Nice little off-grid product

It does have a big old inductor though (right? Sometimes even more than one), so while it may not have transformers, it does have magnetic components that does the same thing: Store energy as magnetic flux, release it at a lower potential.

Anyway, I would start at the Wikipedia article for buck converters as it is a pretty basic but useful description of how these work even if you skip all the serious-looking math.

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Yes, that’s correct, buck converters use inductors as energy storage.

Just to be clear, you can have HF transformers that look like inductors as well, some of them are actually inductors as well.

But usually a buck converter is the most efficient because of lots of confounding reasons - in short if you limit your input voltage, your selection of FETs gives you lower losses and you also have lower copper losses and lower core losses (because you need less storage). If you are willing to go to GAN or SiC devices, then it changes again in favour of HV, but I have not seen any mainstream commercial devices going that route.


I don’t know if big is what it used to be…
Definitely not laminate core xfr!

I tend to look at inductors, in this application, a bit like you’d look at an auto-transformer, in the specific sense that the input and output winding is the same winding. A real transformer, the isolating kind, of course has a separate winding for the input and output. Inherently, both kinds flush magnetic energy through some kind of core, so that it can spill out again in some other place as electrical energy again.

Very very simplified, I know, but kinda works for me. Basically… transformers are also inductors. Inductors kinda also are transformers. The whole “transformerless” notion is marketing :slight_smile:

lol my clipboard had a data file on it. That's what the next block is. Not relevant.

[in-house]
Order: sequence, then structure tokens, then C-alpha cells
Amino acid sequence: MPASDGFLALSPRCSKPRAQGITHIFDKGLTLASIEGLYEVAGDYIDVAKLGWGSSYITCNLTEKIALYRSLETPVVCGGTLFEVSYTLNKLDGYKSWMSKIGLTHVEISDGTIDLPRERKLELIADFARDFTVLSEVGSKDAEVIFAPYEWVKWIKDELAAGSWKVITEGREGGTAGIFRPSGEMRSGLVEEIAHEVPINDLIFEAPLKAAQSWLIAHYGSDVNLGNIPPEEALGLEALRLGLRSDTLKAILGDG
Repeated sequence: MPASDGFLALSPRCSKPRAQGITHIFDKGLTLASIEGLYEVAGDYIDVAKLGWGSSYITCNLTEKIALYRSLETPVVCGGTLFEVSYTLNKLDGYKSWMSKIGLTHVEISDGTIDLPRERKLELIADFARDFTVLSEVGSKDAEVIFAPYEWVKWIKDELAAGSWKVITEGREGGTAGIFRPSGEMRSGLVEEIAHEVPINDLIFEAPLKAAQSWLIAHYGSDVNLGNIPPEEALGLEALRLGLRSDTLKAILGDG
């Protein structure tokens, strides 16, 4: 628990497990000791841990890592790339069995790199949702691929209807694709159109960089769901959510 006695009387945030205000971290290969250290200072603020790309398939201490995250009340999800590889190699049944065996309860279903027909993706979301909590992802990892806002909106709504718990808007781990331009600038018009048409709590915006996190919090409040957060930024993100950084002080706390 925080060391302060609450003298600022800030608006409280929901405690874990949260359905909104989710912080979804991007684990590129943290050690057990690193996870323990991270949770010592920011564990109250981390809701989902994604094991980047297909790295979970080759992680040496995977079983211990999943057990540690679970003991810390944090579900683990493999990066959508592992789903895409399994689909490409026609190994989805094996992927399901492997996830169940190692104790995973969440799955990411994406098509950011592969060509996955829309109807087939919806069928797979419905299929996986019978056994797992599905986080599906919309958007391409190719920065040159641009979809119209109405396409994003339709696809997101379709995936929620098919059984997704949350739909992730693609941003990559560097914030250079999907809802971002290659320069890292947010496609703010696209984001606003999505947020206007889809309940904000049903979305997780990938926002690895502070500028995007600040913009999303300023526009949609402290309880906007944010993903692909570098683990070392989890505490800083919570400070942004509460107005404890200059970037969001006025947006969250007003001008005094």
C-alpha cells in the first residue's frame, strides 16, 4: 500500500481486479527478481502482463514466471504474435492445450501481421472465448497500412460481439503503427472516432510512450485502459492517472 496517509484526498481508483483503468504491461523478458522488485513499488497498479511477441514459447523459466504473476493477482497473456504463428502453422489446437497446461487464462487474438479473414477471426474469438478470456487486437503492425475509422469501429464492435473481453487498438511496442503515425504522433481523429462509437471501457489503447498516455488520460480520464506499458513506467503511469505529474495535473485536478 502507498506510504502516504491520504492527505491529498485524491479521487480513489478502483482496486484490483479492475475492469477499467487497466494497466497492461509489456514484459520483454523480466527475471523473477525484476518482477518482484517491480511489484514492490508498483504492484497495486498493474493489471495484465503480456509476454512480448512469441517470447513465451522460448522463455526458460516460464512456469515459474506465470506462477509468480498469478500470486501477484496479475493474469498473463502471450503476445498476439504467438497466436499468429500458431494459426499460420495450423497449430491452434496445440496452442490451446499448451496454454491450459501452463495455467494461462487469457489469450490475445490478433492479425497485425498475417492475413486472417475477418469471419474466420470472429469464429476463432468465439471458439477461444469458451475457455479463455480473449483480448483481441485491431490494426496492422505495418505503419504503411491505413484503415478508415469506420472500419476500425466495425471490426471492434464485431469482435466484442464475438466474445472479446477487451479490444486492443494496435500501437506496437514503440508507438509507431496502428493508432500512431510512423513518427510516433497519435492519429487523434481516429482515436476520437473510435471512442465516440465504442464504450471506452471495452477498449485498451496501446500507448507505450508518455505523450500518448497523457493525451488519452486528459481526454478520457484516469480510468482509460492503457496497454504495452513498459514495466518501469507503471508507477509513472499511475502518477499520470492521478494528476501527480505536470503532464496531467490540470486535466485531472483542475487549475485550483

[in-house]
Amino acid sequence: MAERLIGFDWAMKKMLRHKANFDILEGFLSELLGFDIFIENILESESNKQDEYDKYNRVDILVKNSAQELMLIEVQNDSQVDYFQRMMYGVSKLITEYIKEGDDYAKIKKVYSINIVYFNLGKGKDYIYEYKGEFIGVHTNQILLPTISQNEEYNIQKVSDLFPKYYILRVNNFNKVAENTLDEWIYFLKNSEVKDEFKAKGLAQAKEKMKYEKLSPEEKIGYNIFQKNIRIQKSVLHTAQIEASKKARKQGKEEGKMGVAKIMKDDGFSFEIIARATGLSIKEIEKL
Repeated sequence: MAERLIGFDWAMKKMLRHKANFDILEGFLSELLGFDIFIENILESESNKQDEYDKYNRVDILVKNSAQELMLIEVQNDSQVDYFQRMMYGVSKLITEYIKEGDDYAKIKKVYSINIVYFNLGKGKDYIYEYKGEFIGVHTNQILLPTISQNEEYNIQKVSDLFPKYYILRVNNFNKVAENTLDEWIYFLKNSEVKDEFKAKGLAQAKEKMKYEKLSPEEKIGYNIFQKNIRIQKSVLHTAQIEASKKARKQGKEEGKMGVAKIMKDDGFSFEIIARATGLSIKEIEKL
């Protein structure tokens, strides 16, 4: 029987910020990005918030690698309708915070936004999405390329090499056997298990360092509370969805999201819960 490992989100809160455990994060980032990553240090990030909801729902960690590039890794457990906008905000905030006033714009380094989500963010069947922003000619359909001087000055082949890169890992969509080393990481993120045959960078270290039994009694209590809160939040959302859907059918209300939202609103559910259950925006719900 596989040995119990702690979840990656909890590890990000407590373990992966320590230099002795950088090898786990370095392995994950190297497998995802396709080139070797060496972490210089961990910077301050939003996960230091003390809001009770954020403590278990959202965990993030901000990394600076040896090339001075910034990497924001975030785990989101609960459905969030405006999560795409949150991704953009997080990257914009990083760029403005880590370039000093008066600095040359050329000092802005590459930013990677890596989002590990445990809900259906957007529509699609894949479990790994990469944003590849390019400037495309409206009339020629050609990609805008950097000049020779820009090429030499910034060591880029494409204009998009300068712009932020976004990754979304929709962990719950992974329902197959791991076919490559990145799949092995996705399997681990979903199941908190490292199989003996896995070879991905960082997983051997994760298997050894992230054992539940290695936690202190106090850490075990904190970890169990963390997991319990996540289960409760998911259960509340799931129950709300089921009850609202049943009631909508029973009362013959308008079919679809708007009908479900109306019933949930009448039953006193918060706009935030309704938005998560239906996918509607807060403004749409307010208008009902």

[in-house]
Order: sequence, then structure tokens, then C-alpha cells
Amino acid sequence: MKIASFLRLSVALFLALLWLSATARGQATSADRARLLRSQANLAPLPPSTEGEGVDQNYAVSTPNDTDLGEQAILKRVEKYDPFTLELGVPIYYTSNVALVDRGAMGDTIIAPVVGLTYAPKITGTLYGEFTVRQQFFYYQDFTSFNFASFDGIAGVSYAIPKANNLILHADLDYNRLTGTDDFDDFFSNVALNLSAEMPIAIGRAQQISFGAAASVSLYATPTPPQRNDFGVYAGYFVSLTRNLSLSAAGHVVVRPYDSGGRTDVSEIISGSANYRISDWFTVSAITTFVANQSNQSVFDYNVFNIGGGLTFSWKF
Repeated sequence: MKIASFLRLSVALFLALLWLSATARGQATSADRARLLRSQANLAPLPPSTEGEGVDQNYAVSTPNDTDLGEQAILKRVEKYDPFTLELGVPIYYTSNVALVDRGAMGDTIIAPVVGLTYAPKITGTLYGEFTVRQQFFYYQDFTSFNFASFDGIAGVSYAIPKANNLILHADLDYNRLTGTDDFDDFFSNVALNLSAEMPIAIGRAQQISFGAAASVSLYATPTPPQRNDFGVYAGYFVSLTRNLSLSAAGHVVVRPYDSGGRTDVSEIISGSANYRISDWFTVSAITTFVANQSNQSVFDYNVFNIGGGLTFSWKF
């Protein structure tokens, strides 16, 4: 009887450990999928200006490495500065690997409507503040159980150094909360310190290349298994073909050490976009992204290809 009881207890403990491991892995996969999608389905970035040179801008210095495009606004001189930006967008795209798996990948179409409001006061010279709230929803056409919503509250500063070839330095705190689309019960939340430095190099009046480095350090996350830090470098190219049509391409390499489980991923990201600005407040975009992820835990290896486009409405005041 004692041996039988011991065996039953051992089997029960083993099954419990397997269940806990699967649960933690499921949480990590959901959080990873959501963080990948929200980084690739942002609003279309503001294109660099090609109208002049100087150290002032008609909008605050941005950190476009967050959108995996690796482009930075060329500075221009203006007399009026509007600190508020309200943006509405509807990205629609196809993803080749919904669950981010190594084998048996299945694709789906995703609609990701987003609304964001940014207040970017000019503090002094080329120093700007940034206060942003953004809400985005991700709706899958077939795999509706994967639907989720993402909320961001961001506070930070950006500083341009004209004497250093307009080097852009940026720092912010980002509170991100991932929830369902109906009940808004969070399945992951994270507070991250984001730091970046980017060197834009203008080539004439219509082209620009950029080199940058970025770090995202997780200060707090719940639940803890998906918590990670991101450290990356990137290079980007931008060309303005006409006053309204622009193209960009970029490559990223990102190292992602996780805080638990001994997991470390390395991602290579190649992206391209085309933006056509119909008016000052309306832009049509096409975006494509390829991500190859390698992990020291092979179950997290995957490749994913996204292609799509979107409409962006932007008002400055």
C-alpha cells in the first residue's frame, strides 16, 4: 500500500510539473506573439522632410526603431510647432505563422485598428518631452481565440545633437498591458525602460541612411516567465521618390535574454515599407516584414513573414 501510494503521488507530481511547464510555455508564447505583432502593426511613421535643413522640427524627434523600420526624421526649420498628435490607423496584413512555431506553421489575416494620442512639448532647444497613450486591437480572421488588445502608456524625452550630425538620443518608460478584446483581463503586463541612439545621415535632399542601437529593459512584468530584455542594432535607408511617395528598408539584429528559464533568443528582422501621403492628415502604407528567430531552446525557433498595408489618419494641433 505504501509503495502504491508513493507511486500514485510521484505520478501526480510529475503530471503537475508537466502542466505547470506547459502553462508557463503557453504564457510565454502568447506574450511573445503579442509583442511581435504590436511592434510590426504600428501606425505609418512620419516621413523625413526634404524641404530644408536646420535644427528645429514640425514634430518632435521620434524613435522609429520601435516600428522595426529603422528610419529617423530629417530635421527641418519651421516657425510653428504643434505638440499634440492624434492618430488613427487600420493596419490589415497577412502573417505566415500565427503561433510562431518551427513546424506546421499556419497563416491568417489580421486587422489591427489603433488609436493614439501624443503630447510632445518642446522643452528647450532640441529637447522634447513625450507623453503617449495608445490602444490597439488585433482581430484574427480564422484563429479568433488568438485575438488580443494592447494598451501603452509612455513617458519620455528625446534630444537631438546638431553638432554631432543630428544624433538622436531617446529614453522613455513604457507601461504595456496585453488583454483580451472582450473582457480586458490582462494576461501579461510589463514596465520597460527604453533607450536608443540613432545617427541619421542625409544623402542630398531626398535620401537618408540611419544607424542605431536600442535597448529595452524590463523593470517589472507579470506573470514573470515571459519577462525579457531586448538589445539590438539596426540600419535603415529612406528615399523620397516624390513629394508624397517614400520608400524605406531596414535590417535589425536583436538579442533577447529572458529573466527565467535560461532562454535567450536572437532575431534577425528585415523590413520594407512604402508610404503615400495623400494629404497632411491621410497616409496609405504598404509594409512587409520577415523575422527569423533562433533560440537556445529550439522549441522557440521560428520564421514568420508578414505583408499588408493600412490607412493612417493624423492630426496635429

Just to make things more complicated. If you have more than a ~5:1 voltage ratio in a DC-DC converter, then you will often find that the coil is tapped, and is indeed used as an auto-transformer.

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Good transformers are very poor inductors. (inductance in this case adds to losses)

But then it cannot be a buck anymore?

Yup. It is then a ‘tapped transformer buck’ :stuck_out_tongue_winking_eye: .

But 'tapped transformer buck is rarely used - it only wins in the ~5:1 - ~10:1 ratio - after that more exotic split-winding architectures become more efficient.

I have not worked on non isolated SMPs. They seem to be used in high power applications.
The smaller ‘power adapters’ are all isolated (which given their application is understandable).

I am fascinated by this MPPT with its DC technology (No diodes!)
The input is fed into a H bridge which reverses the polarity on the two inductors that are connected in series. The common connection is the positive which is also common with the positive input. (positive earth!)